Franchini operated to fuse the ankle joint to reduce the movement of the joint, surgery that took four hours instead of the two she had been told to expect. A metal plate and eight screws were inserted into her ankle, she said, but after the surgery, Franchini told Wood and her family said that he wasn’t sure of a good outcome because she had “mushy bones,” Wood said.

When the pain didn’t subside, Franchini operated again to insert more screws to immobilize the joint. When that failed to provide relief, Wood consulted VA doctors in Massachusetts, who decided to remove all the hardware Franchini had inserted and put in a piece of bone from a cadaver and more screws.


But in 2012, another VA doctor performed the amputation after the determination was made that it was the only way to alleviate the constant pain Wood was experiencing.

In early 2013, she was called back to Togus to discuss her case, where officials told her that Franchini’s care was substandard.

Ultimately, the VA determined that her care had resulted in a full disability. Wood said she no longer works outside her home, but makes a few hundred dollars a year writing adult romance books.


Timothy Mansir, now 36, injured his foot after falling while in Iraq with the Marine Corps. After he was discharged in 2007, he went to the VA, where Franchini diagnosed an unstable ankle and performed an ankle reconstruction in 2008.

Finally, he saw a podiatrist who lived down the street from him in Oxford. A surgical procedure that doctor performed helped some, Mansir said, but “my ankle was severely messed up.”


Finally he was called in to Togus in 2013, where VA officials told him that Franchini’s initial care was to blame and the ankle reconstruction was “overly aggressive.”

Mansir has since had additional surgeries by doctors outside the VA system, but still experiences pain and said he feels “hurt and betrayed” by the system. Mansir said he worked as a commercial electrician and then a testing technician, but he lost both jobs when the pain interfered with his work. He still has a severe limp, has to take frequent breaks when he walks and lives with his wife on Social Security and military disability.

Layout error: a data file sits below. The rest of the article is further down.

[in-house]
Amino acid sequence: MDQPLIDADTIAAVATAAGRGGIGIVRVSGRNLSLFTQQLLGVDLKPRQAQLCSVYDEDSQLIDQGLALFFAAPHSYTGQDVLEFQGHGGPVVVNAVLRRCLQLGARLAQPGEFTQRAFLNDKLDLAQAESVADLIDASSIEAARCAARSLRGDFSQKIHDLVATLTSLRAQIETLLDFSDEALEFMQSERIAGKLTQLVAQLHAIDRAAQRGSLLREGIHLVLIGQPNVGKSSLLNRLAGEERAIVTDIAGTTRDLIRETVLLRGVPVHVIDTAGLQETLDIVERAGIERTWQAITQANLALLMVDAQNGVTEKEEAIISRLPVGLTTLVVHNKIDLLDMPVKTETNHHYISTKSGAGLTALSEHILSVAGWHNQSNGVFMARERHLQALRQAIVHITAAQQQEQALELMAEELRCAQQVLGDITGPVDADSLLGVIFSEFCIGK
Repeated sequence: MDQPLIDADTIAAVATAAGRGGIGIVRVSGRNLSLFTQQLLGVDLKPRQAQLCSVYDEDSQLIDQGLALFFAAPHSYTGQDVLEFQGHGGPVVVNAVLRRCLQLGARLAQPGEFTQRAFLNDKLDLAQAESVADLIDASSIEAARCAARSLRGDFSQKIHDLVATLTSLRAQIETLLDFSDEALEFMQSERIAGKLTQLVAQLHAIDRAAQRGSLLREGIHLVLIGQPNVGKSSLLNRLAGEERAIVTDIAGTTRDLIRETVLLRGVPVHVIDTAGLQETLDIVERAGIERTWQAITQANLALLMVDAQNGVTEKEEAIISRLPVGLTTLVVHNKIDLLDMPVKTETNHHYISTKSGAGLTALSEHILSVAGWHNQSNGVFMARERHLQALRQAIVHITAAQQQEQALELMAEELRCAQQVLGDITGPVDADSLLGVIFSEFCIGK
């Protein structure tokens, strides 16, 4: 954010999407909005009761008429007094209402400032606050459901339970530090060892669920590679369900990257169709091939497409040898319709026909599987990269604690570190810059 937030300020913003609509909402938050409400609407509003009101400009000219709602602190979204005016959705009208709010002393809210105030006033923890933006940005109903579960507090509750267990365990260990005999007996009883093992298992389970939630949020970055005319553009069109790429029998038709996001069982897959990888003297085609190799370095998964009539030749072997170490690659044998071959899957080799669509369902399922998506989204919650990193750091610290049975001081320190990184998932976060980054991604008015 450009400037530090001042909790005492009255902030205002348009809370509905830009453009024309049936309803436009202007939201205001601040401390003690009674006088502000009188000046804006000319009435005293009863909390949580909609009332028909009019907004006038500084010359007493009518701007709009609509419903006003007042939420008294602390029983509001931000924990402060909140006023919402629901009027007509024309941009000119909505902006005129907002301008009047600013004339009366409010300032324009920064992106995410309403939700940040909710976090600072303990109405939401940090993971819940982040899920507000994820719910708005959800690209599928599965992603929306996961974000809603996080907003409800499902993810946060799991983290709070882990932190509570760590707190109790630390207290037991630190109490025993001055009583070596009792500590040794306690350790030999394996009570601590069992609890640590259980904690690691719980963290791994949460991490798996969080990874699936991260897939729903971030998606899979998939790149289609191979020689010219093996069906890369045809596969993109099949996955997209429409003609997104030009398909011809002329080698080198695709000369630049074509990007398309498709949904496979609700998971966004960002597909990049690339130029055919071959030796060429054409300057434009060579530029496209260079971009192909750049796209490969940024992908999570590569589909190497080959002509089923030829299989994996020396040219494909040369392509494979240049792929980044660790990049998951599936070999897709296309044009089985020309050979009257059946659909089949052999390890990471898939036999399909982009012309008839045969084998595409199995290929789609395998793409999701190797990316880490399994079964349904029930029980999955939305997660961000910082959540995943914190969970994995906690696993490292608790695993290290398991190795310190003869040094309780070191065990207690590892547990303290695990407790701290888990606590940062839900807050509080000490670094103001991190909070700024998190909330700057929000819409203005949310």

“I held up my end of the bargain and went and served my country, and I expected to be taken care of,” he said. Being told that his care was substandard “was like a huge slap in the face.”

Mark Prescott said pain that developed in his regular runs led him to seek help, initially while on active duty in the Navy and later as a veteran.

Mark Prescott

He said he had always been a runner, which continued after he joined the Navy out of high school in 1983. But in the late 1990s, Prescott started experiencing pain in his ankle and learned he had broken a bone in the joint years earlier and never had it treated. He had surgery twice while still on active duty and then was treated at Togus after retiring.

“He had a very good bedside manner,” Prescott said of Franchini. “He was always available to talk to and seemed like a guy you wanted to hang out with.” Prescott noted, however, that Franchini never seemed to write anything down.


Franchini operated on Prescott twice, transplanting a piece of bone taken from his foot into his ankle to stabilize it, but Prescott only experienced more pain. Franchini gave him a brace, Prescott said, but he was unable to use it because he had to tighten it on the inside of his ankle, which caused too much pain.